50 miles per gallon in the city isn't anything to shake a stick at.
Steven EwingFormer managing editor
Steven Ewing spent his childhood reading car magazines, making his career as an automotive journalist an absolute dream job. After getting his foot in the door at Automobile while he was still a teenager, Ewing found homes on the mastheads at Winding Road magazine, Autoblog and Motor1.com before joining the CNET team in 2018. He has also served on the World Car Awards jury. Ewing grew up ingrained in the car culture of Detroit -- the Motor City -- before eventually moving to Los Angeles. In his free time, Ewing loves to cook, binge trash TV and play the drums.
That 54-mpg number bests every other gas-powered midsize sedan on the road today, including the
Honda Accord Hybrid
(47 mpg) and
Toyota Camry Hybrid
(53 mpg). City and combined mileage numbers aren't too shabby, either, at 50 and 52 mpg, respectively.
Of course, that's for the most efficient Sonata Hybrid Blue model, which is optimized for efficiency. The SEL and Limited models take a slight fuel-economy hit, but are still EPA-estimated to return 45 mpg city, 51 mpg highway and 47 mpg combined.
The Sonata Hybrid is powered by a 2.0-liter I4 engine, producing 150 horsepower and 139 pound-feet of torque, mated to a 6-speed automatic transmission with Hyundai's Active Shift Control tech, that helps smooth out gear changes. A small electric motor provides a supplemental 51 hp, and Hyundai says total system output is rated at 189 hp. For comparison, the Accord Hybrid and Camry Hybrid put out 208 hp and 212 hp, respectively.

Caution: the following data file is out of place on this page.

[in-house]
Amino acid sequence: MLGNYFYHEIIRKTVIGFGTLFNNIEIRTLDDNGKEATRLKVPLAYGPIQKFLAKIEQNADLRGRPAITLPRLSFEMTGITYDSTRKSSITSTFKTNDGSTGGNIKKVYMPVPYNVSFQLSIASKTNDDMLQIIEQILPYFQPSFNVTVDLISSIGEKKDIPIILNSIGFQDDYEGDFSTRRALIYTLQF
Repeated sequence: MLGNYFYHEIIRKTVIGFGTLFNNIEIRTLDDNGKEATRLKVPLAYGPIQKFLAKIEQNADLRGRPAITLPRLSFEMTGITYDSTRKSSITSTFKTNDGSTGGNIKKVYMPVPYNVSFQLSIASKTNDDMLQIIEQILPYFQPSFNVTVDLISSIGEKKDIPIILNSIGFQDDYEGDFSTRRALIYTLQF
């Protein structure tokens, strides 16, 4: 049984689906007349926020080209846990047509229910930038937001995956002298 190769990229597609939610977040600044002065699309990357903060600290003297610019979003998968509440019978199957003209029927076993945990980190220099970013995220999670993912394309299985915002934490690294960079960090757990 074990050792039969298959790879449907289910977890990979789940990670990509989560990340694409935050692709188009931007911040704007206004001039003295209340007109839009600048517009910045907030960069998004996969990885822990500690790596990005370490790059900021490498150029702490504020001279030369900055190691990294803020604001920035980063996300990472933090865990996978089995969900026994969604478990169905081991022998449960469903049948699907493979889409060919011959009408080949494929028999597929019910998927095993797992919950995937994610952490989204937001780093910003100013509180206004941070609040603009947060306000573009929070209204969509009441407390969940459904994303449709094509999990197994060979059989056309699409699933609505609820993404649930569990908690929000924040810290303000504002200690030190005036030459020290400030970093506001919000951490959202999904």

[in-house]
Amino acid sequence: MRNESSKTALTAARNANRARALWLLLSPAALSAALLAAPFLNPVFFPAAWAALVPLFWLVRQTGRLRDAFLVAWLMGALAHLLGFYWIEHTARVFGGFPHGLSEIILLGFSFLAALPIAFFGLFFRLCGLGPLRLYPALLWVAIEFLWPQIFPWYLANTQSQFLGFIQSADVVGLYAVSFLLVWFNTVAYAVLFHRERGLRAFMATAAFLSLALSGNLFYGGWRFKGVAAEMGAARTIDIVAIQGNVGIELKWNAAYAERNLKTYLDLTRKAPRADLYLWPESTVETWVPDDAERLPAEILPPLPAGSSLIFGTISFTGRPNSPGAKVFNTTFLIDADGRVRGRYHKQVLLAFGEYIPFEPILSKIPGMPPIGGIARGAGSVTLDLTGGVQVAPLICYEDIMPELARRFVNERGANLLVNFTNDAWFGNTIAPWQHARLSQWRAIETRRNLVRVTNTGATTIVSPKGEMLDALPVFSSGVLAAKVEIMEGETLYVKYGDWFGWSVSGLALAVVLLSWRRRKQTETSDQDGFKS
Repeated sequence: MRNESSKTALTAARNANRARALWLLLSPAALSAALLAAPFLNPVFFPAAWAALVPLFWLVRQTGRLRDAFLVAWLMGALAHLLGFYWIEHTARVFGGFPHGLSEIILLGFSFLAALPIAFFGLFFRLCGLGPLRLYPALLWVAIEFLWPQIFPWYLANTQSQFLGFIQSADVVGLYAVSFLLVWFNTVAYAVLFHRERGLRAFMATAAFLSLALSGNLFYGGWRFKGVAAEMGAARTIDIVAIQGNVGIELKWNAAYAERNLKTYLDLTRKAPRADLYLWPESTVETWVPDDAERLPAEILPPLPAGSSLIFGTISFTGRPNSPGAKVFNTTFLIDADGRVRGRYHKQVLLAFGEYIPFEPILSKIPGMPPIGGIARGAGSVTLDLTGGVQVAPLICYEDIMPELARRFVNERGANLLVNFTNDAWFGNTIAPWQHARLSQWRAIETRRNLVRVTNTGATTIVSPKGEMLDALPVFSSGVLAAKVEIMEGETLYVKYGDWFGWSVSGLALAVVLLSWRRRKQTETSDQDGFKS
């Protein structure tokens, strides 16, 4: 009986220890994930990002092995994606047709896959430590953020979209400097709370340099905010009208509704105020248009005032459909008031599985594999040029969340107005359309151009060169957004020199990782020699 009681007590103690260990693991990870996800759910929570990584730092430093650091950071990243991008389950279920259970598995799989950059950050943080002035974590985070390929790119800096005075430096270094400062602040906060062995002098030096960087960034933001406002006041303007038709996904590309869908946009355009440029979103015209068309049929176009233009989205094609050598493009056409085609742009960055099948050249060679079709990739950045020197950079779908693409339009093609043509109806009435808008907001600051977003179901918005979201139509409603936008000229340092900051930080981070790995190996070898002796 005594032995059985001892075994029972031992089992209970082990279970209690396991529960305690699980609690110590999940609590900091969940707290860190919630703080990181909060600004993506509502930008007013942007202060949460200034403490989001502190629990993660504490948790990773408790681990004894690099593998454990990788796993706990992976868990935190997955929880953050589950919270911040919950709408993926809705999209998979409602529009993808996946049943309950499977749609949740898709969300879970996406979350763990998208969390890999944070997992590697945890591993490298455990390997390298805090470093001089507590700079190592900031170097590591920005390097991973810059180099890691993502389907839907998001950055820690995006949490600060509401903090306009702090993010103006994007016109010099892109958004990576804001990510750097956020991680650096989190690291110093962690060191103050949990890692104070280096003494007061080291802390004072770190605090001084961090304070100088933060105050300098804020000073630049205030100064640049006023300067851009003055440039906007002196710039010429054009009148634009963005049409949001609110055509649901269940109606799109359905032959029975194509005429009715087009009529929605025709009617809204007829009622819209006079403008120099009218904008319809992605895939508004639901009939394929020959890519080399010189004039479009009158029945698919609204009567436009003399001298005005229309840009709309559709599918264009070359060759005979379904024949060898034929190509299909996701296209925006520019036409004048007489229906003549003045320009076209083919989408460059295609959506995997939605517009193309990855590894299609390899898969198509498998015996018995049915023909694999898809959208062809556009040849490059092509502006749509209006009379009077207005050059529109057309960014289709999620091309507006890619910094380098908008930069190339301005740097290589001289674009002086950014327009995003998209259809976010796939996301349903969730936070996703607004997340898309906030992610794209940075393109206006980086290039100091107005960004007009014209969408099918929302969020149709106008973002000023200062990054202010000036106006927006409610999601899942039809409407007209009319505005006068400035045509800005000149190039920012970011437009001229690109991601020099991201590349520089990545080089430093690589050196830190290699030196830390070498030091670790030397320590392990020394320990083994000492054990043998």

However, neither of those competitors has the
coolest feature: solar roof panels. Hyundai says the solar panels directly charge the 12-volt and hybrid batteries, with an electrical output of 205 watts. Assuming your car gets enough sun on the daily, Hyundai says the solar energy could provide up to 800 miles' worth of electric drive energy per year.
Otherwise, the Hybrid looks like any other Sonata -- mostly. On the plus side, we love that the Hybrid gets the Korean-spec grille we first saw on the Sonata, rather than the US-specific design you get on turbocharged models. On the other hand, the smaller, aero-optimized wheels aren't super attractive. You win some, you lose some.
Moving inside, the Hybrid gets the same feature set as other Sonatas, with an available 10.25-inch central touchscreen that runs
and Android Auto. The Hybrid also gets the Sonata's full roster of driver-assistance tech, including forward-collision warning, adaptive cruise control, lane-keeping assist, blind-spot monitoring and more. Hyundai's Highway Driving Assistant, which combines adaptive cruise control and lane-keeping assist, as well as the company's digital key are also available.
The 2020 Sonata Hybrid first debuted in Korean-spec guise last July, and following its North American premiere at the Chicago Auto Show, will arrive in Hyundai dealerships this spring.
2020 Hyundai Sonata Hybrid is high fashion with low fuel consumption